That price is well-earned: Evil Twin’s Jeppe Jarnit-Bjergso has a special touch with Imperial Stouts, and it shows in this beer. Fresh, Xmas Eve is a robust take on Imperial Stout; 10 percent ABV, with bold cocoa and raisin flavors along with a touch of heat. Xmas Eve it full-bodied without being rich. With a couple years on it, a lot of the cocoa has blown off, but Xmas Eve retains the boozy kick and dark, “stewed fruit” notes of its youth. It’s still a great beer, but I think I missed some of its more robust qualities; I can’t say I’d cellar it again for this length of time. Perhaps a year or so would strike a nice balance, but today I’d say snag some and drink it as you see fit.

Founders Backwoods Bastard (2012 Bottling): In fairness to the 2012 bottle of Evil Twin, it’s a big beer but not one made for long-term aging. In contrast, the bottle of 2012 Founders Backwoods Bastard I opened is built from the ground-up for the cellar. A Scotch-style Ale aged in Bourbon barrels, Backwoods Bastard is one of those rare beer that geeks like me like to talk about, but don’t want to talk about too much. It doesn’t get the over-the-top hype and publicity that Founders Kentucky Bourbon Stout does, and that makes it easier to snag some of the supply that the Michigan brewery sends out every November.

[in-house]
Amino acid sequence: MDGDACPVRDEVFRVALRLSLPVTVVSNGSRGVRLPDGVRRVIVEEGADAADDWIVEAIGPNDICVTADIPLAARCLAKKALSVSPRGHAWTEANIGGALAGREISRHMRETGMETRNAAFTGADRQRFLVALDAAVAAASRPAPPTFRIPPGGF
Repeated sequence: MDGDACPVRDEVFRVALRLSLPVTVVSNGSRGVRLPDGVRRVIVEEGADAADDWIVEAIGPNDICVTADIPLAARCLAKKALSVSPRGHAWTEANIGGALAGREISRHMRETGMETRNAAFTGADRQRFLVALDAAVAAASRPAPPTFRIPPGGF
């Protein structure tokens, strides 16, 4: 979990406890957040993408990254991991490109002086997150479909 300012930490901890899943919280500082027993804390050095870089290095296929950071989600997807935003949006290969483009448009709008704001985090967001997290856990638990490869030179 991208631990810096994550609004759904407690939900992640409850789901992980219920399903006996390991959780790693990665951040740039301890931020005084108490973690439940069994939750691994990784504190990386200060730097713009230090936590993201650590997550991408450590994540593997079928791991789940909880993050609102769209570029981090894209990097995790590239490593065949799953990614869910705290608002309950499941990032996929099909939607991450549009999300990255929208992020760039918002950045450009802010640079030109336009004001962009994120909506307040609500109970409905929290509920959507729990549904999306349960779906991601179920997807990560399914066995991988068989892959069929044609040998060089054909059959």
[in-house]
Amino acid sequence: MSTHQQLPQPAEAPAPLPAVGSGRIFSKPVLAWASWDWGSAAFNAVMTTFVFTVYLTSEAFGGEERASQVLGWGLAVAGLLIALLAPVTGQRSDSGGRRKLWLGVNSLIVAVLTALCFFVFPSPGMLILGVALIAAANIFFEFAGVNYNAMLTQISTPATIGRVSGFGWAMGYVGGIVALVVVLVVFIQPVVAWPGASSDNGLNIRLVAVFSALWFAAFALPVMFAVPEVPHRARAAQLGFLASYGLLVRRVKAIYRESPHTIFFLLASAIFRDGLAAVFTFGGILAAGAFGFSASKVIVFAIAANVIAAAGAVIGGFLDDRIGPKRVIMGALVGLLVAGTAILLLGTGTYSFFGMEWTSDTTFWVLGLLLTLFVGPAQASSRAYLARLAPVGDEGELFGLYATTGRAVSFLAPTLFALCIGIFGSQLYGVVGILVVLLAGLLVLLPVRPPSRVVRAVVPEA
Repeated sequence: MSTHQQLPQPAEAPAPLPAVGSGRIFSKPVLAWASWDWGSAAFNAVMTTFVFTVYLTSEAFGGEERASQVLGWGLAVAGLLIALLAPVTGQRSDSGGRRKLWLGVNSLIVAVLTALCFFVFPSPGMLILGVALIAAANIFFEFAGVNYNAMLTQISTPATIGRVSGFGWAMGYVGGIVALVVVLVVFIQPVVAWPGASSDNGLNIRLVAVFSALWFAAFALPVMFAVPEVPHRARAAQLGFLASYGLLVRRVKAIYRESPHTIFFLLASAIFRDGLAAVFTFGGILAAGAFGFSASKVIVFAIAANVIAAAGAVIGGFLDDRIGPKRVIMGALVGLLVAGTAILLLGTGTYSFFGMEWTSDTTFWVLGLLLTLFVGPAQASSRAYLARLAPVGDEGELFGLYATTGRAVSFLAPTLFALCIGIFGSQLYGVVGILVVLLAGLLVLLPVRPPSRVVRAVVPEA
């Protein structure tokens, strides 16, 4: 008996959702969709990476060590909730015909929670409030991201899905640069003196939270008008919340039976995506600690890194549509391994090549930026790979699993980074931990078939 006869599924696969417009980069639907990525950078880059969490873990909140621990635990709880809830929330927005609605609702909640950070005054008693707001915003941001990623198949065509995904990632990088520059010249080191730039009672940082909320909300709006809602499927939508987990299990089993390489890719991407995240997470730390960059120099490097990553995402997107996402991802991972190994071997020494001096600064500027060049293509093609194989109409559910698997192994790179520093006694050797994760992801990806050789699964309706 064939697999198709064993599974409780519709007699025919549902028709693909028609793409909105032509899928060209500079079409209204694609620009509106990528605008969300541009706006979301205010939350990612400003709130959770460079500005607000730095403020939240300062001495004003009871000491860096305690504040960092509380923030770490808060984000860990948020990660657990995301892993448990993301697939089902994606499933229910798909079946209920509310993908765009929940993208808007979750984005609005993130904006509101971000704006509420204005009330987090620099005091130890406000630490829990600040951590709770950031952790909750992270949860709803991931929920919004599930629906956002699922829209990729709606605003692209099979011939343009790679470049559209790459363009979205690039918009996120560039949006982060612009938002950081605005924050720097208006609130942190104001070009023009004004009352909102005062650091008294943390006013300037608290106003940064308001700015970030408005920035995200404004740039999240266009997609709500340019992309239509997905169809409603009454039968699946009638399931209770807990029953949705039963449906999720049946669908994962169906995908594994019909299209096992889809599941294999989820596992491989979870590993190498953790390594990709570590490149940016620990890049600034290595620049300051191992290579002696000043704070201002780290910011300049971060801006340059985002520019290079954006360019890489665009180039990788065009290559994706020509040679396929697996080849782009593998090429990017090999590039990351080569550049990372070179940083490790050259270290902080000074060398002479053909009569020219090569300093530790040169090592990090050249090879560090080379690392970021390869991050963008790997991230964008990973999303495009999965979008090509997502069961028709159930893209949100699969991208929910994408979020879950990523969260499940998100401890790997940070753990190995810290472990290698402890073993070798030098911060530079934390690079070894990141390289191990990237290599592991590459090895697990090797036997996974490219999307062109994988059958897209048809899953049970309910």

I’ve shown remarkable restraint with this 2012 four-pack of mine — this is only the second of the four I’ve opened so far. While, like wine, the vast majority of beers are made for immediate consumption, Backwoods Bastard shows the potential in the rare beer that can benefit from some time put away. Where the smoky, boozy, and sweet mix of the malts and barrel influence would have felt a bit disjointed and cloying when released, today every element is integrated, working in harmony. Often unspoken in discussion of aging beers is how they can mellow, making something as strong as Backwoods Bastard (10.2 percent), with the heat of the Bourbon barrel, feel approachable and even elegant. I’m going to need another four-pack to replace this one, as I don’t think those last two bottles are going to survive the winter in my home. (more…)

by ARLnow.com Sponsor — October 23, 2014 at 5:00 am 1,253 0

The ultimate in urban living is found in this two-level condominium townhouse at 1418 N. Rhodes Street, Unit B107.

Conveniently located between the Rosslyn and Courthouse Metro Stations, this property features the following: